Dinner that night consisted of minestrone soup and leftover pasta from the night before. Michelle and Lara's departure made the food situation a tad awkward, because they unloaded all but a day's worth of food upon the three of us (Eliza, Dave and myself) since Ana and Justin were maintaining their self-sufficiency. We had planned to feed the five of us for four days, and now we had way more food than we'd actually need. This meant that the minestrone soup and pasta lasted well into the final day of the trip. In any case, I ventured around the campsite around sunset, hoping to get some good shots, and i was roundly rewarded!

I squeezed off a few decent silhouettes of the sun setting between the trees (a8060305 - 06). At this point, I was standing out in the middle of a rather cold creek, swinging back and forth, trying to capture the sunset in progress. Pictures (a8060308 - 12) captured the view up and downstream at dusk when the sun was still shining a golden color; later, when the sun was orange, I went back for shots (a8060316 - 24). Finally, I went risking CCD damage by taking a picture straight into the huge glowing orb as it finally sank below the horizon (a8060325 - 27). Had that small tree not gotten in the way, it would have been a particularly spectacular uninterrupted shot just like the sunsets that I used to watch in La Jolla ages ago. After that, it was bedtime...

...for everyone else. It was a clear night and we were far from any other light sources, so I figured that it was a good opportunity for some night photography! Those who have seen the pictures from Mt. Jefferson know that night pictures are one of the cooler things ways in which I like to stretch my photography skills, as I tend to get lazy and use the automatic features of the camera during the day. In this album, all the photos required post-processing in Gimp before I could post them; these images have "-01" between the picture serial number and the ".jpg" extension. In any case, I shot straight upwards in (a8060328-01 and 329-01) to capture a rather unremarkable series of stars; (a8060331-01, 332-01 and 334-01) were my attempts to get the Big Dipper; lacking a tripod, I had to lean against a large boulder and hold the camera steady for fifteen seconds for some blurry pictures. Next big trip, I'll find a way to bring a tripod (Steven/Woodley?). Finally, I noticed that due to the new moon, I could see the yellow city lights reflecting all the way from Portland; since I'd never tried night photography that close to a city, I thought that worth capturing; (a8060338-01 - 342-01) were the results from that effort. I think the last one of that set is the most spectacular, as one can plainly see the yellowness invading behind the trees. Keep in mind, however, that the brightness has been turned up quite a lot on these pictures.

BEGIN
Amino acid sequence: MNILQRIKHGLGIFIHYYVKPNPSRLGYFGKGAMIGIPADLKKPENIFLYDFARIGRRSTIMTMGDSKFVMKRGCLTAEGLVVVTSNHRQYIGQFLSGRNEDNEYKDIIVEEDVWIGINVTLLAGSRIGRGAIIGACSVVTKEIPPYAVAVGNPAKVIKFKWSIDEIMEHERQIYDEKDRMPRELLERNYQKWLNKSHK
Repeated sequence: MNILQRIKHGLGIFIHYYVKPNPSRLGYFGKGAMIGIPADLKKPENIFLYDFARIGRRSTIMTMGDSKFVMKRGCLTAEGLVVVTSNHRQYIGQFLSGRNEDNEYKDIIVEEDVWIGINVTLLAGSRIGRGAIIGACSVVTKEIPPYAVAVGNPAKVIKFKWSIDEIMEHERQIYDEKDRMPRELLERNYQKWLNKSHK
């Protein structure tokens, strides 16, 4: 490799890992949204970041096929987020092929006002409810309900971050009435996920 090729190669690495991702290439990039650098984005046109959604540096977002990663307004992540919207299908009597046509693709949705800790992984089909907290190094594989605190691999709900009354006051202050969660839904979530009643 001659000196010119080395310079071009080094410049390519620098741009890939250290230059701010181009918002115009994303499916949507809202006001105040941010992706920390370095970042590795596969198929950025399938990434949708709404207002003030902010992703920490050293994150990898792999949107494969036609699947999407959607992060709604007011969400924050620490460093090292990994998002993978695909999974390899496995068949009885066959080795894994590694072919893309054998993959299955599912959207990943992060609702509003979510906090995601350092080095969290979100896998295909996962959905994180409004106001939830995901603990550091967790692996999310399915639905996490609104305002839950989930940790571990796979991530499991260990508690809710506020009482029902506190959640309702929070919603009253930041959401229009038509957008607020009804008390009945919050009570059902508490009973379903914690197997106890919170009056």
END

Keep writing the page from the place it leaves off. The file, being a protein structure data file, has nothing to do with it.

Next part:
Timberline Trail, Day 2

Occurred August 07, 2005 (Permalink)

Ahh, daybreak! We awoke to the bright cool morning camped beneath McNeil Point, enjoyed our spartan breakfasts (granola bars forever!) and broke camp. We set out expecting a moderately difficult hike today--we were at mile marker 18 and wanted to get to the Cloud Cap area (mile 28) by the end of the day to make camp; this involved passing through a lot of below-glacier country (think: creeks and rivers), a less-than-temporary river bypass (i.e. glacier country) and a fair amount of high-altitude hiking. The reward? Great vistas.

Ladd Glacier was the first below-glacier area that we passed through. Truthfully, this album starts a bit prematurely; (a8070343 and 344) are pictures of what I think are McNeil Point and the northwest face of Mt. Hood, respectively, from our campsite. Once we got moving, we took a wrong turn and saw McGee creek and meadow twice (a8070345) and started turning sharply to the right so that we were travelling roughly easterly along the northern edge of Mt. Hood.

What a sight! (a8070347) is a perfect example of the vistas that we saw for the rest of the trip of foreground trees giving way to a backdrop of rows and rows of mountains. From the north side of Mt. Hood, one can see the peaks of the various Cascade peaks in Washington state such as Mt. Adams (a8070348), Mt. Rainier (a8070349) and everyone's favorite, Mt. St. Helens (a8070351). Regrettably, the names of most of the meadows and streams that we crossed escape me, since they weren't marked on the trail and the USGS map that we had only pointed out larger streams of water such as creeks and rivers. In any case, I stopped at a convenient lookout point to shoot pictures (a8070352 - 56), which eventually became the enormous 180-degree panorama found in (some_meadow). Amusingly enough, it seems that the panorama neatly captured all four of the others in our party: Justin and Ana on the left and Dave and Eliza in the far right.